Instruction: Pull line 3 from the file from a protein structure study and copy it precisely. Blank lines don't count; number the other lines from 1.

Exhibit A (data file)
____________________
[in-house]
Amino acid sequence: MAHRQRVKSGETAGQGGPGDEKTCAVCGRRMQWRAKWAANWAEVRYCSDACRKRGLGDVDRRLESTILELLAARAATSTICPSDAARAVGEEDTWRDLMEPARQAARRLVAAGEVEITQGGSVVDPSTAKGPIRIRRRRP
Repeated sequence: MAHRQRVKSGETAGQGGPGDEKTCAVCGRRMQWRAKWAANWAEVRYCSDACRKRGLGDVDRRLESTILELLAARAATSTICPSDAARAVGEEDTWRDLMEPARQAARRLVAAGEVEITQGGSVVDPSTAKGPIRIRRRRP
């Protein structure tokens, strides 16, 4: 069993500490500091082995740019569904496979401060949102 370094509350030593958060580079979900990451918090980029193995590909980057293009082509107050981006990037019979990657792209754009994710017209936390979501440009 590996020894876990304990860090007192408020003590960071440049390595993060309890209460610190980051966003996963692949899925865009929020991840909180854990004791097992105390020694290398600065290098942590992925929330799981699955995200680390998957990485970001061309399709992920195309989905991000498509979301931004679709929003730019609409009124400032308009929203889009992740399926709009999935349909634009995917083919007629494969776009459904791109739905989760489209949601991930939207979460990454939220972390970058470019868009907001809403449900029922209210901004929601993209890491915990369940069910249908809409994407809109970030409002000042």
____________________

Repeated sequence: MAHRQRVKSGETAGQGGPGDEKTCAVCGRRMQWRAKWAANWAEVRYCSDACRKRGLGDVDRRLESTILELLAARAATSTICPSDAARAVGEEDTWRDLMEPARQAARRLVAAGEVEITQGGSVVDPSTAKGPIRIRRRRP